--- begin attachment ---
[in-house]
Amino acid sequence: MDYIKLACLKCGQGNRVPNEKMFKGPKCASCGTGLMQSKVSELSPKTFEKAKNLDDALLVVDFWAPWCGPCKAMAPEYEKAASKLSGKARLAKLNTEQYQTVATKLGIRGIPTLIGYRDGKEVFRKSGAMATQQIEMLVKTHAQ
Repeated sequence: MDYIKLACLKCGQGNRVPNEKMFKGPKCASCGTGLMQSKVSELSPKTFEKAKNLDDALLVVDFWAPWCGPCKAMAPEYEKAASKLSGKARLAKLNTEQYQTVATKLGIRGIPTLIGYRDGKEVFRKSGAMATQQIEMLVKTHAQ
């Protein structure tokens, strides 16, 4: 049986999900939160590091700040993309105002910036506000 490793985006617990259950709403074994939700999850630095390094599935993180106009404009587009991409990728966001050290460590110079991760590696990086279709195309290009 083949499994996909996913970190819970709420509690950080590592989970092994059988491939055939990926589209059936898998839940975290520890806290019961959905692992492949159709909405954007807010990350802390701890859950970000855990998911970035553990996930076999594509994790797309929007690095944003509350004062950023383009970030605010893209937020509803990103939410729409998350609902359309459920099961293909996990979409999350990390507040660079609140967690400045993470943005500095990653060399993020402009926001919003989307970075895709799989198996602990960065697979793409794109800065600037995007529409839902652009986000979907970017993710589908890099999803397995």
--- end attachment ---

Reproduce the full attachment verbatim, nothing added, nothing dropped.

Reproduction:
[in-house]
Amino acid sequence: MDYIKLACLKCGQGNRVPNEKMFKGPKCASCGTGLMQSKVSELSPKTFEKAKNLDDALLVVDFWAPWCGPCKAMAPEYEKAASKLSGKARLAKLNTEQYQTVATKLGIRGIPTLIGYRDGKEVFRKSGAMATQQIEMLVKTHAQ
Repeated sequence: MDYIKLACLKCGQGNRVPNEKMFKGPKCASCGTGLMQSKVSELSPKTFEKAKNLDDALLVVDFWAPWCGPCKAMAPEYEKAASKLSGKARLAKLNTEQYQTVATKLGIRGIPTLIGYRDGKEVFRKSGAMATQQIEMLVKTHAQ
């Protein structure tokens, strides 16, 4: 049986999900939160590091700040993309105002910036506000 490793985006617990259950709403074994939700999850630095390094599935993180106009404009587009991409990728966001050290460590110079991760590696990086279709195309290009 083949499994996909996913970190819970709420509690950080590592989970092994059988491939055939990926589209059936898998839940975290520890806290019961959905692992492949159709909405954007807010990350802390701890859950970000855990998911970035553990996930076999594509994790797309929007690095944003509350004062950023383009970030605010893209937020509803990103939410729409998350609902359309459920099961293909996990979409999350990390507040660079609140967690400045993470943005500095990653060399993020402009926001919003989307970075895709799989198996602990960065697979793409794109800065600037995007529409839902652009986000979907970017993710589908890099999803397995």